Prosecution seeks death penalty for Felony Murder

Ahmed Muse Salad, Abukar Osman Beyle and Shani Nurani Shiekh Abrar entered their pleas to murder and other charges in U.S. District Court in Norfolk, July 20, 2011. (Credit: AP)

It was recently announced that federal prosecutors in the U.S. intend to seek the death penalty against three Somalis if they are convicted of murder in the fatal shooting of four Americans which occurred aboard a hijacked yacht during a failed rescue attempt last year. Of the other Somalis implicated in the incident: one was released by authorities because he is a juvenile; eleven have pleaded guilty to piracy and been sentenced to life in prison; and the ransom negotiator’s piracy conviction is on appeal.  Furthermore, the AP reports that four of the hijackers died on board, including two who have been identified in court records as those who shot at the Americans. This last assertion is based on the charging documents before a judge or jury has established the actual facts of the case. But, if these facts are borne out at trial, the three Somalis who remain to be prosecuted, and for whom the Federal prosecutors are seeking the death penalty did not commit premeditated murder.

Somali pirates do not take hostages with the intent of killing them; that is bad for business. They intend to hold the hostages for ransom. Of course, the pirates who pointed guns at the American hostages and killed them evidently changed their plans upon the imminent boarding of the yacht by U.S. Navy SEALS (and were killed themselves). But it is not clear that that those charged in this last case intended to kill the hostages. Some of them claim to have attempted to stop the killings. This is supported in part by the Prosecutor’s charging documents which indicate the deaths occurred in the commission or immediate flight from the offenses of kidnapping, hostage taking and violence against maritime navigation. Therefore, the basis for seeking the death penalty on the murder charges in this case appears to be the felony murder rule, whereby a killing that occurs in the course of a dangerous felony, even an accidental death, can be charged as first-degree murder. If the three pirates at issue here were fleeing the scene when two other pirates killed the hostages, is the death penalty a just sentence?

This issue is further highlighted by a discrepancy in the way the US Attorney is charging the eleven pirates who pleaded guilty and the three for whom the death penalty is sought.  By accepting pleas for life imprisonment for the former, the US Attorney has indicated that the death penalty is not forcibly necessary to serve the interests of justice in this case. It may be that there are facts that support a harsher sentence for the latter three. It may also be that the three refused to enter a plea agreement, so the US Attorney is wielding a stiffer penalty as leverage. But the question remains, is the death penalty an appropriate penalty for felony murder?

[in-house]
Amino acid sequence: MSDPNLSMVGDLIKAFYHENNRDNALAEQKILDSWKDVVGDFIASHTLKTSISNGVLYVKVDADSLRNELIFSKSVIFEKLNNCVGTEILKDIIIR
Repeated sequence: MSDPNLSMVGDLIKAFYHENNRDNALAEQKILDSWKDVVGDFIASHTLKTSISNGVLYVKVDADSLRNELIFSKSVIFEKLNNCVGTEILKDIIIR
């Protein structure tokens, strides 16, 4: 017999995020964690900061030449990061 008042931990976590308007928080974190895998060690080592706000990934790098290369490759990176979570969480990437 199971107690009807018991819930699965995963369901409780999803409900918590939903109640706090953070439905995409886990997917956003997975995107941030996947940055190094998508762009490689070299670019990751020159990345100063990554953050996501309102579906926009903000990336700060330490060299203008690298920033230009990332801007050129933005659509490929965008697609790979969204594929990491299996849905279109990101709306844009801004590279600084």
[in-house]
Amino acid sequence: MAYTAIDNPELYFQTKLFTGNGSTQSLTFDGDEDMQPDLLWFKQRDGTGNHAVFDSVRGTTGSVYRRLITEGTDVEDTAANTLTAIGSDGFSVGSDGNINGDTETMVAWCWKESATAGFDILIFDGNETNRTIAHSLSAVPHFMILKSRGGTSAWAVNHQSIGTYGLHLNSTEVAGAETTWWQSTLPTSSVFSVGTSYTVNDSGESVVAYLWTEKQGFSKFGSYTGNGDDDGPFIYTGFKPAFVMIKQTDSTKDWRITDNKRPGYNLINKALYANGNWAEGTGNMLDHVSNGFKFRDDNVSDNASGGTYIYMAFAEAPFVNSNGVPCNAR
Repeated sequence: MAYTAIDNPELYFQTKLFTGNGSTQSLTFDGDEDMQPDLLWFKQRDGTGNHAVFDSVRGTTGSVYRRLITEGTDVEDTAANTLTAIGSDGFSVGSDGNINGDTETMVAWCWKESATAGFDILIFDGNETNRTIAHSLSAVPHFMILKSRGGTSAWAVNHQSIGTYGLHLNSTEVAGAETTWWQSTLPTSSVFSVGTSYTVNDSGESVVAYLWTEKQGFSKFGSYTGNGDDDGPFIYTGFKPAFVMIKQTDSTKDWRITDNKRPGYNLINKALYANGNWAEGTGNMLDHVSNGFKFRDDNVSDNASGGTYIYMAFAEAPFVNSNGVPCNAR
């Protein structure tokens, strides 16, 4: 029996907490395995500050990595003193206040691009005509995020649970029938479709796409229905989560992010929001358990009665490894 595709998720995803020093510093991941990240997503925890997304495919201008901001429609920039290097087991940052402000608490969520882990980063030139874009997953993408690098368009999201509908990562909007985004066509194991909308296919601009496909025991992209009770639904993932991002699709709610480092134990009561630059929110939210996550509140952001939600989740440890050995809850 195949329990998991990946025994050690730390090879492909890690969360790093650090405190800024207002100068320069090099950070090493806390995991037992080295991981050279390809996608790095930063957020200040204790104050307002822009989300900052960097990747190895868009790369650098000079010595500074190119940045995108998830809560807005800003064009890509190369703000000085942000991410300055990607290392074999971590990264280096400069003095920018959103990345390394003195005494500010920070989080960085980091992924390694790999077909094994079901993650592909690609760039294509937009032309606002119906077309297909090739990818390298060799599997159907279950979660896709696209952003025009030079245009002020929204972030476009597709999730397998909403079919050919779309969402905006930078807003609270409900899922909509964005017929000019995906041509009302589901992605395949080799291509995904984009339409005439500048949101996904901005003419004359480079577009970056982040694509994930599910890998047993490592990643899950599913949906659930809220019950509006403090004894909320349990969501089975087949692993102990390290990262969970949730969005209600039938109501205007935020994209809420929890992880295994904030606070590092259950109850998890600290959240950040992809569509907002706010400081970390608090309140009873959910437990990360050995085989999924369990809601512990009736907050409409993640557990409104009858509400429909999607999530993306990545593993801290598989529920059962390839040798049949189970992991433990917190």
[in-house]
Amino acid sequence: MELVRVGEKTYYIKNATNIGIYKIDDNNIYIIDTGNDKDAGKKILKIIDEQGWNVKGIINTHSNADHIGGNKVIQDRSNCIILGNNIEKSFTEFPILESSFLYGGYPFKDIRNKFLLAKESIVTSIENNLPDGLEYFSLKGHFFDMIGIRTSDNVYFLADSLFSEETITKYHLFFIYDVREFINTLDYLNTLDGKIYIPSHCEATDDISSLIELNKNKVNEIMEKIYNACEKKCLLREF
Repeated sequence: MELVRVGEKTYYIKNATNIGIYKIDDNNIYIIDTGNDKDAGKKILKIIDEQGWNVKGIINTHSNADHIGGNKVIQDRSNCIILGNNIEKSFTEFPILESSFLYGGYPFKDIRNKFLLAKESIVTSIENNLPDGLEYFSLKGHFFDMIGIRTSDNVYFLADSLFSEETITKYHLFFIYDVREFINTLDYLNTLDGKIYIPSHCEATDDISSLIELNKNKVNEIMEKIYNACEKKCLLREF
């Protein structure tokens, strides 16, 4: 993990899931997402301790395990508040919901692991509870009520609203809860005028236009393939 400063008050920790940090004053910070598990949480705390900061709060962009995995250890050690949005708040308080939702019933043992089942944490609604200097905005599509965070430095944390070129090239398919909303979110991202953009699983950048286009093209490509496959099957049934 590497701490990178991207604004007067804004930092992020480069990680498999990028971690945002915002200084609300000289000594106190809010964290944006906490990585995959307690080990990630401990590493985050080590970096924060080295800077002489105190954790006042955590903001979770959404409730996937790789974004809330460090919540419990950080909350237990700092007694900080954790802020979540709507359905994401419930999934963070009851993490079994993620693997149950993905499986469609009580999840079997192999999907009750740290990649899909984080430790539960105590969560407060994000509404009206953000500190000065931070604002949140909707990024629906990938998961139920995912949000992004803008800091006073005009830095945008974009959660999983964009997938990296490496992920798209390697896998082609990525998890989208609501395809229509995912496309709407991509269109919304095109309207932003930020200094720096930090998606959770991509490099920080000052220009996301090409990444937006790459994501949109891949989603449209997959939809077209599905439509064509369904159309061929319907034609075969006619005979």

One final incongruity is the fact that the Prosecutor is not seeking the death penalty on the charge of piracy. From 1790, the crime of piracy pursuant to U.S. statutory law imposed a mandatory death penalty. The death penalty was replaced by “imprisonment at hard labor for life” in 1897, and then “imprisonment for life” in 1909. Therefore, the death penalty is no longer available for the crime of piracy under 18 U.S.C. 1651. The fact that Congress amended the statute to eliminate the death penalty indicates Congress’ view that the death penalty is not an appropriate punishment for piracy. If the principle crime at issue here is piracy, and Congress intended that no person be put to death for the crime of piracy, should that penalty still be available if the crime is charged as hostage taking or violence against maritime navigation resulting in death? Of course, a jury will have to decide whether the aggravating factors have been proven to justify a sentence of death.  But I really am curious as to what you all think on these issues.

One Response to Prosecution seeks death penalty for Felony Murder

  1. Natacha says:

    You raise some interesting questions here. I don’t believe death penalty is ever just, appropriate or justified. Even more so when there is room for different interpretations of the facts, as seems to be the case here, and when intent cannot be clearly established. The risk of putting someone to death by mistake is not worth the penalty’s deterring effect.

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